The treatment of the Windrush generation by the British government’s immigration authorities is “deeply worry” for EU citizens who face disruption to their lives from Brexit, the European Parliament’s Brexit chief has warned.
Speaking as ministers admitted that some people who had lived in Britain for decades had been deported in error despite the right to remain, Guy Verhofstadt said “millions of EU citizens” would “fear similar treatment” from the UK government.
An unknown number of people who arrived in Britain as children from the Caribbean but never formally naturalised or applied for a British passports are facing obstacles to rent homes, get NHS treatment and work after the Government imposed new rules requiring proof of residence.
EU citizens living in the UK are already concerned about the registration process floated by the British government because of previous errors by the Home Office.
Theresa May last year described incidents in which up to 100 EU citizens were wrongly sent deportation as an “unfortunate error”, stating that the Home Office had “moved quickly” after the mistake became known.
Commenting on the latest Windrush revelations, Mr Verhofstadt said on Monday: “This will be deeply worrying for millions of EU citizens in the UK who will now fear similar treatment after Brexit.
“The Home Office has agreed to come to the European Parliament to explain their proposed registration system for EU nationals and I expect MEPs will rightly want safeguards.”
Anti-Brexit campaigners in the UK echoed Mr Verhofstadt’s sentiments. Labour MP Daniel Zeichner, a supporter of the Best For Britain campaign, said:
“EU nationals all over the country will have already drawn the comparisons for themselves.
“The Home Office cannot make our current immigration system work, so there is no prospect of creating a massively more complicated system for many, many more people, and to have it in place and working anytime soon.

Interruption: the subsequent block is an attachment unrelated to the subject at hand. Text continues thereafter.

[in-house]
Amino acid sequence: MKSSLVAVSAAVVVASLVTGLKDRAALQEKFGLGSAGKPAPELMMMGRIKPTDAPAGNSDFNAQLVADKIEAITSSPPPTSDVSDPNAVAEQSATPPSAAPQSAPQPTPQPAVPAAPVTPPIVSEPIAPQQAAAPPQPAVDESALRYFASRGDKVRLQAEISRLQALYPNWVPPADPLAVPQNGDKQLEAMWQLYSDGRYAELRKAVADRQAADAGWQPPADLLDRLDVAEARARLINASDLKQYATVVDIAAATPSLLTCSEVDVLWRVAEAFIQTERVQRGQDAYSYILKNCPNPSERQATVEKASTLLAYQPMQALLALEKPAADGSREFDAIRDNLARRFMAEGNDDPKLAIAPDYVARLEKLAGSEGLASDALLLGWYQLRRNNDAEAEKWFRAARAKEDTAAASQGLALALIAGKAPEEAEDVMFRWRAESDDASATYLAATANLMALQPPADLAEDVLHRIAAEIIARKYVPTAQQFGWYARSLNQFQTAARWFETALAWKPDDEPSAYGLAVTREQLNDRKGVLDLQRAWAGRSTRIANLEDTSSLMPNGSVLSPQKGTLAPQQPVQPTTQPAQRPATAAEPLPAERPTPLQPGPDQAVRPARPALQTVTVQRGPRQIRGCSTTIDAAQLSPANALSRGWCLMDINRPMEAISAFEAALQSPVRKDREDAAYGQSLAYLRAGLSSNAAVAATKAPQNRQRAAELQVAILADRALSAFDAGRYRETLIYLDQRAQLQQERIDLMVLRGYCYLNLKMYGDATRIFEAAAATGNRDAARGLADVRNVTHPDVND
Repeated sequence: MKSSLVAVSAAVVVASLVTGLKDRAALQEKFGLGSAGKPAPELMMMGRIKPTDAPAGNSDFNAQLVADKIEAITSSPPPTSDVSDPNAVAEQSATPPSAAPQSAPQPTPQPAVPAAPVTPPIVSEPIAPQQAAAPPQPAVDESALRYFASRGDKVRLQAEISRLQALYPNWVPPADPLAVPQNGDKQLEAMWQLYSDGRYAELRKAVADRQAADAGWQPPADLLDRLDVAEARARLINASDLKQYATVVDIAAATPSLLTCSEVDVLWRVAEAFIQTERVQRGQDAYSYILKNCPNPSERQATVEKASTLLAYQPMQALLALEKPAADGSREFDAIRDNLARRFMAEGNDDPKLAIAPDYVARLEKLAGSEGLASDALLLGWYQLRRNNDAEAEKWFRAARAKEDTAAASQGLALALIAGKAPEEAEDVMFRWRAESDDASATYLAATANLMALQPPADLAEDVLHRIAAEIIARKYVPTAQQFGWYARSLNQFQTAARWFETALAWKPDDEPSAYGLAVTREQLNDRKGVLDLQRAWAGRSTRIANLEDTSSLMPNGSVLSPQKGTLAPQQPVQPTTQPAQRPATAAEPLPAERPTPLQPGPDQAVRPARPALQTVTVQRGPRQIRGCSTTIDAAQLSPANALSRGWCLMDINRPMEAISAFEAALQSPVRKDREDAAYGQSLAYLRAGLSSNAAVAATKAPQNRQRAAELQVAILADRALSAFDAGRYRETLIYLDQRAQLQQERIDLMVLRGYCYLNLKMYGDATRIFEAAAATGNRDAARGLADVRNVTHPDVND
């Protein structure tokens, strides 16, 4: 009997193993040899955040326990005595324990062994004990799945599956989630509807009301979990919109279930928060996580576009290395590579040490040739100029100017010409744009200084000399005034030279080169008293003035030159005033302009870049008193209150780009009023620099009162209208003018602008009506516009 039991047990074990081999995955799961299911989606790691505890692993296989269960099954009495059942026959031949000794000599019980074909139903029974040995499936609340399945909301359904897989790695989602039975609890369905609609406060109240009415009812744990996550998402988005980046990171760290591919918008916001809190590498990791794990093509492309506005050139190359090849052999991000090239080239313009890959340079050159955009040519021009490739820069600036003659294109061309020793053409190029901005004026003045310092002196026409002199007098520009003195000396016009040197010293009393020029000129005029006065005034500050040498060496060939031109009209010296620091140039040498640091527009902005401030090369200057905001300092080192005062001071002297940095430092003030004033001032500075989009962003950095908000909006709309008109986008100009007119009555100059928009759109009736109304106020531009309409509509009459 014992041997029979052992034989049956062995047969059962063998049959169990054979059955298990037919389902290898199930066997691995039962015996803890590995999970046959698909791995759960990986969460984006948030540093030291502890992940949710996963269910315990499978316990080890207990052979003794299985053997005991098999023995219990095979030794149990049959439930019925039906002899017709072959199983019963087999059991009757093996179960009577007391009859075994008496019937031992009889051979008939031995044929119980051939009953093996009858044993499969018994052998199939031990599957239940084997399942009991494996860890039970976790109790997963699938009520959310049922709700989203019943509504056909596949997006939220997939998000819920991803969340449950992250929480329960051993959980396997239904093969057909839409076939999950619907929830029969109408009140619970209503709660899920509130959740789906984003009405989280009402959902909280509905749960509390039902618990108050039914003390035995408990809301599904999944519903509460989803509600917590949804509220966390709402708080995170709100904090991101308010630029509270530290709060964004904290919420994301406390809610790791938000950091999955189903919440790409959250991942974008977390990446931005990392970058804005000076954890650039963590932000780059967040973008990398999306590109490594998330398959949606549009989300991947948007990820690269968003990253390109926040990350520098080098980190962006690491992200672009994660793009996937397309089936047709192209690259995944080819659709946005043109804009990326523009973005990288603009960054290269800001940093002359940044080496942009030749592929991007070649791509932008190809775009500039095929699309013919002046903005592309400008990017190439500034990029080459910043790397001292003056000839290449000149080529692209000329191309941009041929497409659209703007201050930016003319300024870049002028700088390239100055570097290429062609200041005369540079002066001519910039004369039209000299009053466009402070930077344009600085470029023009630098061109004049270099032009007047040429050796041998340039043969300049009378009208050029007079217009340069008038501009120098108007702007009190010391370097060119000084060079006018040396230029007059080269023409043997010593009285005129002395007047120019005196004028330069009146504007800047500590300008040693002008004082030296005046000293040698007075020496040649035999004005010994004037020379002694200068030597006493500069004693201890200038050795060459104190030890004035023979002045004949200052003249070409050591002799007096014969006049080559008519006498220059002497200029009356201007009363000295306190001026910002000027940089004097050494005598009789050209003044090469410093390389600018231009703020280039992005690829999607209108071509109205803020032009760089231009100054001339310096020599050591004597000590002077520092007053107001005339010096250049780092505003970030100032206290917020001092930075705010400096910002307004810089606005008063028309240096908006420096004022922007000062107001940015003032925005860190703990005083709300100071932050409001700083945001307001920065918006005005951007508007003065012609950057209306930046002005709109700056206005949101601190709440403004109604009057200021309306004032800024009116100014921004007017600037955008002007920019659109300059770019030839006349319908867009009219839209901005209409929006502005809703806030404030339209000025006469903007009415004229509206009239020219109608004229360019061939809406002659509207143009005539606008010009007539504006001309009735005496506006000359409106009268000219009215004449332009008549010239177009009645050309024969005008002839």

“The treatment of the Windrush generation by Theresa May’s Government has been despicable. The only good that can come is if they now acknowledge the harm they have done, fix it, and back off doing the same to yet more people.”
Downing Street refused to even discuss the issue at a Commonwealth heads of government summit this week, according to the Barbados government. On Monday, after extensive public outcry, No.10 U-turned and said it would in fact discuss the situation, and would try and resolve it, but has not proposed a specific solution.
The British Government wants EU migrants to have to apply for “settled status” after Brexit, and has said they would have to pay a fee around the cost of a British passport.
In recent years the Government introduced new requirements that landlords and NHS staff must ask for proof of residence – often a passport – before they were allowed to rent a home or receive free NHS care. However, Britain has no national identity card scheme and many people, for instance those who arrived on their parents passports as children and have never had reason to travel abroad, have been left unable to prove their residence.
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The Government was repeatedly warned about the policies at the time of their introduction. The Residential Landlords Association in December said Right To Rent checks should be suspended, after new research showed that 40 per cent of landlords were less likely to rent to people without British passports. Doctors threatened to boycott the checks in the NHS and they were condemned in a motion by the British Medical Association.